• About 6,300 pairs of TOMS shoes to Native students for school enhancement
  • Native scholars (57) receiving more than $10,000 in grants to tribal colleges and universities

In 2021, an annual backpack drive distributed back-to-school supplies to nearly 15,000 K-12 Native students, including more than 6,000 students across 28 schools in Arizona.

2. Food Distribution

Deliveries of food and water to remote communities

Partnership with Native Americans makes essential deliveries of food and water to remote communities, plus provides services to ease food insecurity by increasing local food supply for Native Elders, children, and families.

In 2020, PWNA helped over 43,000 people fight food insecurity by distributing:

  • Food pantry boxes to over 15,000 people
  • Emergency-, breakfast-, and bulk food to roughly 3,767 people
  • Thanksgiving and Christmas holiday meals to over 12,000 people, and
  • Staple foods to soup kitchens and senior centers to make hot meals for Elders.

PWNA also invested $84,500 in community garden projects with the support of the Latter-Day Saints Church of Jesus Christ (LDS Charities) and the Melba Bayers Meyer Trust.

3. Emergency Response

disaster emergency services

PWNA emergency services provide disaster relief, seasonal support, and critical supplies for Native communities, shelters, and Elders. During the COVID-19 pandemic, Tribal communities deemed PWNA an essential service. The nonprofit was instrumental in helping remote Native people (especially Elders) receive adequate healthcare, healthy food, safe drinking water, school supplies, and other basic needs, like toilet paper and toothpaste.

In 2020, PWNA emergency services collectively assisted nearly 74,000 people.

The nonprofit delivered supplies to shelters for the aged, homeless, disabled, and abused. PWNA also provided Elders with winter fuel and distributed winter and summer emergency kits (batteries, candles, blankets, water, and more). In addition, PWNA distributed more than 1 million pounds of staple foods, bottled water, hygiene kits, diapers, blankets, and PPE to those impacted by the pandemic and following stay-at-home orders across 25 reservations.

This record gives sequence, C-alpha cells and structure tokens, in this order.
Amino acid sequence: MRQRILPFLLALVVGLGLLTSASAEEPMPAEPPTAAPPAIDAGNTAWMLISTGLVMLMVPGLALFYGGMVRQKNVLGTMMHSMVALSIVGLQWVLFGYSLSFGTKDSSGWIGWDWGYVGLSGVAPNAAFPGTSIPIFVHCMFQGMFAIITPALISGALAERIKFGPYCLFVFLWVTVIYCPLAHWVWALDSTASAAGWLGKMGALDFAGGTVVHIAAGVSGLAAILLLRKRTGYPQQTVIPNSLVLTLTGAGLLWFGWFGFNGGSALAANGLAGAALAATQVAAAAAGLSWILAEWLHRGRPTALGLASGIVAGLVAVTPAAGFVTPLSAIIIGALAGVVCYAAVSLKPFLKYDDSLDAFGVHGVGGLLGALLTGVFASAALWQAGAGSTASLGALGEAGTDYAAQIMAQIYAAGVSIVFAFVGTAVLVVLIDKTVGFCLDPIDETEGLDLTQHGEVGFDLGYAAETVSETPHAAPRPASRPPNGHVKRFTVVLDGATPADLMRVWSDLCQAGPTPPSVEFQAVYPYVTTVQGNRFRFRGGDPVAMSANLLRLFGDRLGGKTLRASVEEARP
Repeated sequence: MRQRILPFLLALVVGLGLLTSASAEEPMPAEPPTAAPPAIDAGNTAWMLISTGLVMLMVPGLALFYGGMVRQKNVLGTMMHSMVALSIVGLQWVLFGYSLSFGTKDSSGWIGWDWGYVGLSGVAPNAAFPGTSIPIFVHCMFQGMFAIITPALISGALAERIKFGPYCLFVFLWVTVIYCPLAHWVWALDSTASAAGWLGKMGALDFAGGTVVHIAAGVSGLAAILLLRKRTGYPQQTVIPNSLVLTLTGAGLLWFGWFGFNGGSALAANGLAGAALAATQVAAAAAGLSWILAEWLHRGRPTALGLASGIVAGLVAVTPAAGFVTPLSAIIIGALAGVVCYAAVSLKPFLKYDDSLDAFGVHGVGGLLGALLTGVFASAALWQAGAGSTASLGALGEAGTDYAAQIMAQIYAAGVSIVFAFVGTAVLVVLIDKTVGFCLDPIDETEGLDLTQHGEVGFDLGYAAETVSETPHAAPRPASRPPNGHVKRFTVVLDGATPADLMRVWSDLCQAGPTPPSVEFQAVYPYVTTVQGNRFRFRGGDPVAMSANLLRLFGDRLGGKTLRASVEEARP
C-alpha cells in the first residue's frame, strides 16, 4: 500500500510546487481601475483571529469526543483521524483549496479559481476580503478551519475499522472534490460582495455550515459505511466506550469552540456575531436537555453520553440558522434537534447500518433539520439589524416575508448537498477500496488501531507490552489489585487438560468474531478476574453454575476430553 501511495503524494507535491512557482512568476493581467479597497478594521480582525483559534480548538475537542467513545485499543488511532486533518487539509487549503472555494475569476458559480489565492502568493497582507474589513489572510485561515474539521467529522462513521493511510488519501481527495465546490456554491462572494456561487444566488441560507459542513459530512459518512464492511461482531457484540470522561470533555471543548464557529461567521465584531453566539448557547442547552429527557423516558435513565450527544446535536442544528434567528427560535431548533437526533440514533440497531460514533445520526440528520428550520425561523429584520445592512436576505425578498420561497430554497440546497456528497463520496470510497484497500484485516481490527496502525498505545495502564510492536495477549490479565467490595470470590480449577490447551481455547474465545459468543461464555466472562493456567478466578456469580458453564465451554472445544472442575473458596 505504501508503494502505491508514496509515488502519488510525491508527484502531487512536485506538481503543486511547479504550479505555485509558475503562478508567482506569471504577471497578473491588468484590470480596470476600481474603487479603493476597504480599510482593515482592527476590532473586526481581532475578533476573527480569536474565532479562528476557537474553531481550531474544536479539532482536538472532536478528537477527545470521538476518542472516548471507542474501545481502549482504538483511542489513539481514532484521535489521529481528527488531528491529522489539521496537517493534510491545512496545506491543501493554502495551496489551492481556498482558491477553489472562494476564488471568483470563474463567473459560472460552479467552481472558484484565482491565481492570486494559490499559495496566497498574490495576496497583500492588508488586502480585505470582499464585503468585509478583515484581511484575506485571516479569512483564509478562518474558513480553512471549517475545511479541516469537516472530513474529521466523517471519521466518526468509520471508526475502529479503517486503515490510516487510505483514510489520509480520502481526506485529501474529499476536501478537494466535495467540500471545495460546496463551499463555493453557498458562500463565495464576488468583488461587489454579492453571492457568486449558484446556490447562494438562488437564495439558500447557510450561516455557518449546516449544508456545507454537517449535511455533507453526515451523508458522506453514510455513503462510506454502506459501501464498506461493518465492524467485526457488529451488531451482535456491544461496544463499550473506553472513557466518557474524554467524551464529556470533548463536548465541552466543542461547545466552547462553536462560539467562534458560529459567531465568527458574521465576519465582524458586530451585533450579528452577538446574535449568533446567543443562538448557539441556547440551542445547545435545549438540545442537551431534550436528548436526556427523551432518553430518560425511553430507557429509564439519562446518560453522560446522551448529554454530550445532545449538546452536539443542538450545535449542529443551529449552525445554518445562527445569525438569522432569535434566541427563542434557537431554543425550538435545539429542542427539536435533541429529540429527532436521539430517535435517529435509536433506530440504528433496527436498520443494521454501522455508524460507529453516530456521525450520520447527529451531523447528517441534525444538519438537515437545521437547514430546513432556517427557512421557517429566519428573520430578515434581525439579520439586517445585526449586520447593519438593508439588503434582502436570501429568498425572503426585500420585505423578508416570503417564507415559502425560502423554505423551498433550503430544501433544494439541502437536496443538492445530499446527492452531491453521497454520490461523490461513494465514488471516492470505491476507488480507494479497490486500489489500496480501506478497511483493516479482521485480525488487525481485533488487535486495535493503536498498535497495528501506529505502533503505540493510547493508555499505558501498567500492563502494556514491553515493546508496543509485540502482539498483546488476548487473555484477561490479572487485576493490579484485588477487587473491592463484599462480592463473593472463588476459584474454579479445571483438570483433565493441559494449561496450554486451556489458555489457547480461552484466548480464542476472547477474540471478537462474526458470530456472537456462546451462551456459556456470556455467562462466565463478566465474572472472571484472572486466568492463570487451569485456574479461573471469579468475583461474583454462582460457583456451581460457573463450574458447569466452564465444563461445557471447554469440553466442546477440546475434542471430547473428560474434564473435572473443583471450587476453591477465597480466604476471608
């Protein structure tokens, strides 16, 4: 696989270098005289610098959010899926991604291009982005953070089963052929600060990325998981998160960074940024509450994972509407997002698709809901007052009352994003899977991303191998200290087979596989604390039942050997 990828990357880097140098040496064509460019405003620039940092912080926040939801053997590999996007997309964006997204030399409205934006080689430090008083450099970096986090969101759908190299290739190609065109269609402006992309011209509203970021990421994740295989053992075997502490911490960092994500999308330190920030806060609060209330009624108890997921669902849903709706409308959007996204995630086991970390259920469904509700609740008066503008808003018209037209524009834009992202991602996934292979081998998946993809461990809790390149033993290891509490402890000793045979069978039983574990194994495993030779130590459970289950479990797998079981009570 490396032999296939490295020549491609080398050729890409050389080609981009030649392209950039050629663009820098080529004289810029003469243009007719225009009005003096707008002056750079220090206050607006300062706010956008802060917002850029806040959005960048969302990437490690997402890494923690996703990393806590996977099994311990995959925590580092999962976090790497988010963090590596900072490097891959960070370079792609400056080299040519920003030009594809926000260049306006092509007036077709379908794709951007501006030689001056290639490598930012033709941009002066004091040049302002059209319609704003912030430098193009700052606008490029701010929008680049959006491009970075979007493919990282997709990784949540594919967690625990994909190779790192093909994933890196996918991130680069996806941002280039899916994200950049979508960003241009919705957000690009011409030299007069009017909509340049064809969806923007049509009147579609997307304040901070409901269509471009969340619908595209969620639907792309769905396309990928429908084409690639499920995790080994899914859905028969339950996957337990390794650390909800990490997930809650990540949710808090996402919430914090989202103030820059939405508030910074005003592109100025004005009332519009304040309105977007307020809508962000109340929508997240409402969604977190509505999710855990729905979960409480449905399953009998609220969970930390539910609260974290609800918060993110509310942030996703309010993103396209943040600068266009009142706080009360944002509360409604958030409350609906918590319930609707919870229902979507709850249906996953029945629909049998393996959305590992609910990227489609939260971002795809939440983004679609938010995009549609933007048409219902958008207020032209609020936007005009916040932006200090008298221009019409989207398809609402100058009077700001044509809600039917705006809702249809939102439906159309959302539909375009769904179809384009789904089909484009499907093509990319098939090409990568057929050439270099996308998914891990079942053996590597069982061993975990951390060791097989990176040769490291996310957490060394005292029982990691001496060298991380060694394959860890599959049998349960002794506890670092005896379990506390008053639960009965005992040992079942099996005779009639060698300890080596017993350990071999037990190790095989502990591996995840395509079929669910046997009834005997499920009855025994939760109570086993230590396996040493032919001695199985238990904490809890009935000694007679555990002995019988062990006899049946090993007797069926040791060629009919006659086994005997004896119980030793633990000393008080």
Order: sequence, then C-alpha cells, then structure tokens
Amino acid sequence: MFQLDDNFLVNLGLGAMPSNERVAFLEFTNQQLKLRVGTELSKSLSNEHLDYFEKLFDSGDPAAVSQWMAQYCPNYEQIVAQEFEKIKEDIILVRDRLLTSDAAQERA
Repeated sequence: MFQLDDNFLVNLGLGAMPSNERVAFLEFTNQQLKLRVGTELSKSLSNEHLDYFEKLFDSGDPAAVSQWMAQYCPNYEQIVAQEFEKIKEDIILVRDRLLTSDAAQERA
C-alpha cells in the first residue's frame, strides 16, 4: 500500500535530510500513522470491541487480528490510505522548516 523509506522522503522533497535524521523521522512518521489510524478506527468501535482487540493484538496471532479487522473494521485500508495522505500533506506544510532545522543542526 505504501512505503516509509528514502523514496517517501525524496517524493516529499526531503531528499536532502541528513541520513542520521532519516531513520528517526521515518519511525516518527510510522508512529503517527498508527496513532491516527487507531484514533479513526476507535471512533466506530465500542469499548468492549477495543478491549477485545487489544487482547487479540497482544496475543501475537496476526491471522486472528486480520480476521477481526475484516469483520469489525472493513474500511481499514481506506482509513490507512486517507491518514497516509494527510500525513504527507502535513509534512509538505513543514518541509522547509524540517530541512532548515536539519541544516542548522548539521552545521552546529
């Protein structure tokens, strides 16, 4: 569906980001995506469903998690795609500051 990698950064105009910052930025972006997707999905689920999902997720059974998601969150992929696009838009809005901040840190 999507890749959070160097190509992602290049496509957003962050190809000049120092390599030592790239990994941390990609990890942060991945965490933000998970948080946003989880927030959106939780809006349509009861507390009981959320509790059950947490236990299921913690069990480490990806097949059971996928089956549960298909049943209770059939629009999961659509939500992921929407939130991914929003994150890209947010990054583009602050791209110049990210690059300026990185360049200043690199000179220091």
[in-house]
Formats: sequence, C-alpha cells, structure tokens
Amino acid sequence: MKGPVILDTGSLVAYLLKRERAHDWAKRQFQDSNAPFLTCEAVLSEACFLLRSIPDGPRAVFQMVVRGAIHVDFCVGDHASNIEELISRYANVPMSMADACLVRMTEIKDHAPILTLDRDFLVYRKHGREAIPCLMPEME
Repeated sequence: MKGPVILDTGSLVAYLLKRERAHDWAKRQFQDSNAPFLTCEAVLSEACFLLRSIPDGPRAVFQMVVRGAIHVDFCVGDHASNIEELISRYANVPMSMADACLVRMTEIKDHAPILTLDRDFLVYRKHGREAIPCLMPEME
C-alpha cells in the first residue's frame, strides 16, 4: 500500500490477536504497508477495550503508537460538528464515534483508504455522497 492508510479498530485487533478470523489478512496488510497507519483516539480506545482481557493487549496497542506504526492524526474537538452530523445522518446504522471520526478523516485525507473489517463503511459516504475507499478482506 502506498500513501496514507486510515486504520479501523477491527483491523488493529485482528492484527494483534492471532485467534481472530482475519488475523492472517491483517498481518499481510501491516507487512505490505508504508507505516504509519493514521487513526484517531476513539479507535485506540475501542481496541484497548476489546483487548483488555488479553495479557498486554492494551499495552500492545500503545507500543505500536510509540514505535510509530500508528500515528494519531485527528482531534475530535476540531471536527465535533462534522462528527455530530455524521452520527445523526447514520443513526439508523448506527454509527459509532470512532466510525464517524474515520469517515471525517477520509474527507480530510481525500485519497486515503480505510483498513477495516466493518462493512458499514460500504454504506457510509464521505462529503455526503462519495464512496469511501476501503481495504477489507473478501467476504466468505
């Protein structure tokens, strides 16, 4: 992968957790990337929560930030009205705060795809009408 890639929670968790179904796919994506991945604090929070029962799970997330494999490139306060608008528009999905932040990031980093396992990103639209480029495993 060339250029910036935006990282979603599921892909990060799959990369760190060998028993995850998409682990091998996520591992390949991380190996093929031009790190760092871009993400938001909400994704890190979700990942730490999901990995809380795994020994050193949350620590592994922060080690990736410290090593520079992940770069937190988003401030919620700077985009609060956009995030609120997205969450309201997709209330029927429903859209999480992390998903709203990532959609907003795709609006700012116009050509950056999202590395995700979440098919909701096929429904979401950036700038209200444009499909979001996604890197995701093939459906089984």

Impact and Future Plans for Partnership with Native Americans

PWNA Network

PWNA’s network includes hundreds of reservation programs (called Program Partners) that work together to bring much-needed relief to remote reservation communities in the U.S. These partners reach 250,000 Native Americans on reservations nationwide each year.

PWNA has a warehouse and distribution system that transports roughly 5 million pounds of materials to its reservation partners each year to ensure goods are delivered directly to the people who need them. In 2020 alone, PWNA’s delivery drivers traveled more than 126,000 miles in its fleet of trucks to distribute critical supplies and services to reservations.

According to its 2020 Program Impact Report and 2020 Annual Report, other ways PWNA has made an impact:

  • Animal Welfare & Community Health: $88,000 in grants to counter animal overpopulation and related community health risk on eight reservations by enabling spay and neuter services
  • Public Education: Reaching a potential audience of more than 1 billion people through 130 news articles, TV and radio spots, press releases, social media interaction, videos, and other online content to educate the public about current challenges on reservations
  • COVID-19 Response: Distributing 66,180 face masks and 4,489 pounds of hand sanitizer

Looking ahead in 2021 and beyond, PWNA is expanding its nutrition-, emergency-, education-, and capacity building services and plans to:

  • Supply 500 Tribal partners with food, water, and other essentials to aid 100,000 citizens
  • Train 50 ancestral food practitioners on healthy meal prep and food preservation
  • Develop 20 emerging leaders who can impact the quality of life in their Tribal communities
  • Increase access to fresh foods by funding four community-led garden projects
  • Award 100 or more scholarships to Native college students

How to Support Partnership with Native Americans

A few ways you can show support: